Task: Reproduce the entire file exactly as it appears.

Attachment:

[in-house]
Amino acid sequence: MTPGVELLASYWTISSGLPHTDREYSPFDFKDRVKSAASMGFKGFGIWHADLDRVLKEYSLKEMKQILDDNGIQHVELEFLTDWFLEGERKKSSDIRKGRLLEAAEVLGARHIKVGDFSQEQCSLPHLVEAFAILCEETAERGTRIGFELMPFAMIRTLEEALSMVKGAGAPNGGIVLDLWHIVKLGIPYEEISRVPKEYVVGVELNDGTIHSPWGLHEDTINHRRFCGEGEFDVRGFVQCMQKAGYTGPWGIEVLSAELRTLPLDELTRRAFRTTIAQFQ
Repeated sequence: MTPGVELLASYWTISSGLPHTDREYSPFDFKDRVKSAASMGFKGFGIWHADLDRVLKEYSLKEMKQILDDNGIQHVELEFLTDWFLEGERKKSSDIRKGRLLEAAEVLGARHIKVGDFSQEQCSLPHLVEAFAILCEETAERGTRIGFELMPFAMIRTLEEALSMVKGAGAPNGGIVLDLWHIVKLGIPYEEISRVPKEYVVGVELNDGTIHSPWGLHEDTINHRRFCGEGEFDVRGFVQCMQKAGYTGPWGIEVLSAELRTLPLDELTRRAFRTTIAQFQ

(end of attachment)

[in-house]
Amino acid sequence: MTPGVELLASYWTISSGLPHTDREYSPFDFKDRVKSAASMGFKGFGIWHADLDRVLKEYSLKEMKQILDDNGIQHVELEFLTDWFLEGERKKSSDIRKGRLLEAAEVLGARHIKVGDFSQEQCSLPHLVEAFAILCEETAERGTRIGFELMPFAMIRTLEEALSMVKGAGAPNGGIVLDLWHIVKLGIPYEEISRVPKEYVVGVELNDGTIHSPWGLHEDTINHRRFCGEGEFDVRGFVQCMQKAGYTGPWGIEVLSAELRTLPLDELTRRAFRTTIAQFQ
Repeated sequence: MTPGVELLASYWTISSGLPHTDREYSPFDFKDRVKSAASMGFKGFGIWHADLDRVLKEYSLKEMKQILDDNGIQHVELEFLTDWFLEGERKKSSDIRKGRLLEAAEVLGARHIKVGDFSQEQCSLPHLVEAFAILCEETAERGTRIGFELMPFAMIRTLEEALSMVKGAGAPNGGIVLDLWHIVKLGIPYEEISRVPKEYVVGVELNDGTIHSPWGLHEDTINHRRFCGEGEFDVRGFVQCMQKAGYTGPWGIEVLSAELRTLPLDELTRRAFRTTIAQFQ